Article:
[JURIST Europe] The International Criminal Tribunal for the former Yugoslavia (ICTY) [official website] Monday sentenced [ICTY press release] former Bosnia Croat militia commander Ivica Rajic to twelve years in prison [ICTY judgment, text] for leading an October 1993 attack against civilians living in Stupni Do, a Bosnian Muslim village. Originally pleading not guilty to the 10 charges levied against him, Rajic subsequently submitted to a plea bargain agreement that allowed for the imposition of one sentencing period ranging from twelve to fifteen years. On October 2005, he pleaded guilty to four of the 10 counts, namely the "wilful killing, inhuman treatment, extensive destruction and appropriation of property not justified by military necessity and carried out unlawfully and wantonly", all in violation of the 1949 Geneva Conventions [text]. The tribunal examined both aggravating and mitigating circumstances. Calling Rajic's crimes against 'particularly vulnerable victims' especially egregious, the tribunal referred to the burning of seven members of one Muslim family, including two children, and that of two elderly women, one of which was an invalid. The tribunal accepted Rajic's remorse, which was viewed as sincere along with his guilty plea, and cooperation with the prosecution as mitigating factors.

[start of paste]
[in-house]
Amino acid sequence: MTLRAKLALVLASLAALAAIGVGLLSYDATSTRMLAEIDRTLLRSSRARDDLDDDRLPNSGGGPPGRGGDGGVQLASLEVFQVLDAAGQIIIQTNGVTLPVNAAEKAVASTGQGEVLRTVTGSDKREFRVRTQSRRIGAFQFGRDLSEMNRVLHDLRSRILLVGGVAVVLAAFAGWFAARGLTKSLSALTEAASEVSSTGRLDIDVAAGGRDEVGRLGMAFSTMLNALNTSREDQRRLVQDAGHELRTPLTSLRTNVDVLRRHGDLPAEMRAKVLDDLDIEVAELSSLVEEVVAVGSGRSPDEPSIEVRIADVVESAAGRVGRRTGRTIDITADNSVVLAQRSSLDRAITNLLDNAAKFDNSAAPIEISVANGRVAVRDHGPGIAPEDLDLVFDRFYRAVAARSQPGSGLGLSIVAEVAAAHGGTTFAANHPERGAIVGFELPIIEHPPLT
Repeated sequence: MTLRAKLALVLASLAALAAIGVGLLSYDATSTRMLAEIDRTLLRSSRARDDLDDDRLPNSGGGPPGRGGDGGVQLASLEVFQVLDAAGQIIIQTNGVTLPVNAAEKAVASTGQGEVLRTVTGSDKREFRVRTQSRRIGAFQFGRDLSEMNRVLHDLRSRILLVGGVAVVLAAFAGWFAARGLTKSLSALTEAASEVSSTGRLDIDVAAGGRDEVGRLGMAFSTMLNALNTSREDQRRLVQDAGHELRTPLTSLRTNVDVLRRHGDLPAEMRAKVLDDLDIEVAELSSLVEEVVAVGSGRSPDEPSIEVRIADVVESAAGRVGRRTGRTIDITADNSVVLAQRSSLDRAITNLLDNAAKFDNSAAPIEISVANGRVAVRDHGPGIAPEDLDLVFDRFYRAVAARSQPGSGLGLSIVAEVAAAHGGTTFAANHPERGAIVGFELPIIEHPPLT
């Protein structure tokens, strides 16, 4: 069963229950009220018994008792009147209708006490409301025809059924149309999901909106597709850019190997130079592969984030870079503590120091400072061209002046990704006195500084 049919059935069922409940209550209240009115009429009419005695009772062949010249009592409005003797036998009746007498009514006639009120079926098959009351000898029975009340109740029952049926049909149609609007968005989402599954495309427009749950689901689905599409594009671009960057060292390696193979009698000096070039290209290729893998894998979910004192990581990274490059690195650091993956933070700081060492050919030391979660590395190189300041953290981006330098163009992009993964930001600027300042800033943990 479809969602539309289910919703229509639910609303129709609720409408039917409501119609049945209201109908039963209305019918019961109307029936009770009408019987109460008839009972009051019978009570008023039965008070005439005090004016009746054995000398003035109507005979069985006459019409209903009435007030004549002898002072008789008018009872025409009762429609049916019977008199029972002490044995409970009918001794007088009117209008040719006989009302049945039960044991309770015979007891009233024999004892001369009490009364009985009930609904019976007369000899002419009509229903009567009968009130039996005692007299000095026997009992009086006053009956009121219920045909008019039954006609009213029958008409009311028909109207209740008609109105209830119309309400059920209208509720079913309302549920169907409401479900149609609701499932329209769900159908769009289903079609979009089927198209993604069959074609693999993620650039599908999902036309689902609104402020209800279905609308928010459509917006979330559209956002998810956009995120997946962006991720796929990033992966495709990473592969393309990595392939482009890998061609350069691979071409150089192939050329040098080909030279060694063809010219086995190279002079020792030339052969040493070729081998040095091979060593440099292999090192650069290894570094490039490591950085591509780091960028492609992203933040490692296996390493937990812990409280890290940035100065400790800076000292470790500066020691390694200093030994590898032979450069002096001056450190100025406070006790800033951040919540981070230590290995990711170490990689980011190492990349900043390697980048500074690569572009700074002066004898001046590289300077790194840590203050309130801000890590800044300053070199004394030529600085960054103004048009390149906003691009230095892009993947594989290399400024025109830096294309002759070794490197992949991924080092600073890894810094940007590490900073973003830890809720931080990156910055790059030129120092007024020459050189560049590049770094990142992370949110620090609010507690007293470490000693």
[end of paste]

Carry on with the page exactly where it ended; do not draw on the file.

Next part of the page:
At least 31 people were reported to have been killed during the attack led by Rajic with women sexually assaulted, villagers robbed and removed from their homes, the village destroyed, and an additional 250 Muslim men detained and abused in the neighboring town of Vares. Rajic, who has legally changed his name to Viktor Andric, will begin serving his sentence once he has been moved to a State where he can do so. Until then, he will remain in the custody of the war crimes tribunal. The UN News Centre has more.
Angela Onikepe is an Associate Editor for JURIST Europe, reporting European legal news from a European perspective. She is based in the UK.